Even though, in the broadest sense, the evolution of language occurs at a species level over hundreds of thousands of years, the fundamental process of adaptation by which a linguistic behavior is acquired in the first place, performed by a number of individuals over time, and then passed from one generation to the next (i.e. on a cultural timescale of thousands of years), is driven by the individual’s ability to learn during its lifetime (see discussion by Christiansen and Kirby 2003). In this regard, we have recently discovered that plants, like animals, can learn rapidly by acquiring novel behavioral features and change their behavior as a result of their individual experience (Gagliano et al. 2014); these learned behaviors can later become innate and potentially enhance evolutionary learning at the species level through the fundamental mechanism of genetic assimilation (i.e. the ‘Baldwin Effect’). Based on what we currently know, it is in the context of plant defensive behavior against enemies that the linguistic ability of a plant to swiftly learn appears to be particularly significant. The volatile words plants whisper, for example, appear to be rather specific in what they convey (e.g. expressing useful and reliable information to the predators of their attackers). Moreover, by remembering past attacks, individual plants learn to adjust their volatile responses to be better prepared for future battles. And, as in humans, plants eavesdrop on the affairs of their neighbors and are able to use this vicariously acquired knowledge to mount a tactical defensive response even before they are attacked or damaged themselves (e.g. Paré and Tumlinson 1999; Karban et al. 2000; Heil and Ton 2008). Additionally, we know that the scented utterances of plants are more meaningful and effectively received amongst kin (i.e. genetically identical or related) than strangers (e.g. Karban and Shiojiri 2009; Karban et al. 2013). This finding together with the recent discovery that recognition of relatives also involves specific leaf gestures and the perception of particular light signals (e.g. Crespi and Casal 2015), have demonstrated the occurrence of cooperative rather than competitive interactions among kin in plants (e.g. Dudley and File 2007; Murphy and Dudley 2009; File et al. 2012) as observed in a wide range of taxa. And, in general, this seems analogous to the process by which a group of individuals learns and passes on information to others, hence giving rise to what we call cultural transmission in humans and some animals.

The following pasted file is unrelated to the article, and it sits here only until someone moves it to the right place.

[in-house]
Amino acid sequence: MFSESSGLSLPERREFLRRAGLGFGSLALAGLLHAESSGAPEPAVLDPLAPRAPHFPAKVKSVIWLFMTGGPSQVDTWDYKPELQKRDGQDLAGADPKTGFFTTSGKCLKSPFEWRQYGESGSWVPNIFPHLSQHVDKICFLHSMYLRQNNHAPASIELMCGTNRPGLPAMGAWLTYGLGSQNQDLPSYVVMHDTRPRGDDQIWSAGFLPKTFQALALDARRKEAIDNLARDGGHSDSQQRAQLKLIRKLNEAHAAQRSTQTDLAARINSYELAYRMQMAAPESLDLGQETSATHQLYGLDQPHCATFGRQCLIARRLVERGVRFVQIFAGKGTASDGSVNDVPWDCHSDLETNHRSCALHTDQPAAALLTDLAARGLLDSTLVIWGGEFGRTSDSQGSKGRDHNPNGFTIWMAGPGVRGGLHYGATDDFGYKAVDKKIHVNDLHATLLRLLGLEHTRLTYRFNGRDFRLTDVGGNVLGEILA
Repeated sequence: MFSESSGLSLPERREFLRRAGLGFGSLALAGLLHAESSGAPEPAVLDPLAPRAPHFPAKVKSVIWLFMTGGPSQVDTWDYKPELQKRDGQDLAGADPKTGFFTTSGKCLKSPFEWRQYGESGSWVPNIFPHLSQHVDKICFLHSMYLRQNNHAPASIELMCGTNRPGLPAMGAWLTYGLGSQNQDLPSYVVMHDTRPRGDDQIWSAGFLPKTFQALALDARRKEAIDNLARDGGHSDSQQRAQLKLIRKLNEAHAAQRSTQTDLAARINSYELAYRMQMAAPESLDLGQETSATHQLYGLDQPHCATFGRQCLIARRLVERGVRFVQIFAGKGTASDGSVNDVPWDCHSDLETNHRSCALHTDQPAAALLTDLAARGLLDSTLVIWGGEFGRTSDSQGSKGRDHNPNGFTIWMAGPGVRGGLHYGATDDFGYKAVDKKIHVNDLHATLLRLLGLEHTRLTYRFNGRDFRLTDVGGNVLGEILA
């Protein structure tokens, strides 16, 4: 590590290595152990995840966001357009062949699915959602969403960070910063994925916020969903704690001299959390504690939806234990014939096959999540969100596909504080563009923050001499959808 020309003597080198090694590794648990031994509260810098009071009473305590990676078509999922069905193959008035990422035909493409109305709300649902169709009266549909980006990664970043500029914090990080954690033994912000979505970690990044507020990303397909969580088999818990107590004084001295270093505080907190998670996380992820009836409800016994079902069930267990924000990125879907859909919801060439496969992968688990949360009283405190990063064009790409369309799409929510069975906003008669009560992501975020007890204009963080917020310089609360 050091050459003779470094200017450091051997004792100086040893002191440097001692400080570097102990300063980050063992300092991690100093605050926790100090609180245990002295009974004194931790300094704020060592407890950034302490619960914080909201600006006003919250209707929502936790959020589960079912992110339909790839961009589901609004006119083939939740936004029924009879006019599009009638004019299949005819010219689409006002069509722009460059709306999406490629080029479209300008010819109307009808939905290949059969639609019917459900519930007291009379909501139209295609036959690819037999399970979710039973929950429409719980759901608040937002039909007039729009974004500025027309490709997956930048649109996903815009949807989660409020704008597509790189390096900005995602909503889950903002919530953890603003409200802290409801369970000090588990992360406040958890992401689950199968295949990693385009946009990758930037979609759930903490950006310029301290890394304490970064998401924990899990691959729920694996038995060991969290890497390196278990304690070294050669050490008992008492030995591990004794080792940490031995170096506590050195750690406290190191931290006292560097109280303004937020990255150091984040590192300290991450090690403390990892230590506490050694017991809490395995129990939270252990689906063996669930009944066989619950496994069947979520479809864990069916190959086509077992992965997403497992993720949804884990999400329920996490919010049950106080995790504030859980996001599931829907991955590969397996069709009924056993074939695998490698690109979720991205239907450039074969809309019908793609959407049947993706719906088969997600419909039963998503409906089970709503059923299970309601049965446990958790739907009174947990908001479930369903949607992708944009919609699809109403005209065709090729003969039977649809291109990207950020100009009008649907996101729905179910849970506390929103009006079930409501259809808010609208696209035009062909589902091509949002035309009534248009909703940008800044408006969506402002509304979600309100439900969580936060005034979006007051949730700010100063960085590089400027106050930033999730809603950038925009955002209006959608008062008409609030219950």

Ultimately (and evolutionarily), being able to communicate with each other, form bonds of various kinds, and engage in teamwork are what makes language so important to us all, human and non-human alike. Consequently, I would like to invite the reader one last time in this chapter to interrogate the cultural validation of human linguistic uniqueness, in which humans strike us as ‘special’ or ‘exceptional’ when compared with non-human others. Whether human or not, the linguistic code of gestures and utterances unique to each species is designed as it is because those (and not any others) are the specific design features that have evolved to make for a useful communication system in the cultural context. Here, the term ‘culture’ relates to the suite of behaviors and ways of living for that species or group of species. For example, the cultural background of plants refers to the interactions and relationships amongst plants as well as between plants, other organisms and the environment. Therefore, the interpretation of these linguistic features is contingent on the knowledge of the appropriate cultural background in which the code is used. As such knowledge is understood and shared by members of a specific group (whether human or non-human), the code concurrently defines the communication system within that group and constructs the identity of those that use it. In humans, we can readily appreciate the extent to which speaking a language with a particular accent, for example, can easily give away one’s geographical area of origin or even social status. And we appreciate that this is the case in other species too. The song patterns of humpback whales, for a well-known example, depend on where they live; populations inhabiting different ocean basins are known to sing distinctly different songs and all males in a given population sing the same mating song until a catchier tune emerges as they encounter a migrating population and, then, all males start singing the latest song (Noad et al. 2000; Garland et al. 2011). The degree of creativity associated with the composition of these songs and their sharing, as part of a cultural exchange amongst populations, is undeniable even if we still do not understand exactly how they are composed or what they communicate. To understand this ‘whale-specific’ knowledge, there is no need to break into the ‘whale code’ by translating it into human standards; it is essential, however, to appreciate the cultural background within which such ‘whale code’ is used by whales. Somehow, we intuitively know that what whales are sharing using their language is solidly reposed within the nature of being a whale. And I believe this is exactly where the crux of the matter is rooted. The answer to my earlier question of whether it is possible for humans to conceive and appreciate the making of meanings by others may also be found here. What if language is a fundamentally natural and inevitable consequence of being that emerges as an organism makes meaning of its surroundings and, in turn, engraves the very identity of that organism and its physical embodiment in its world?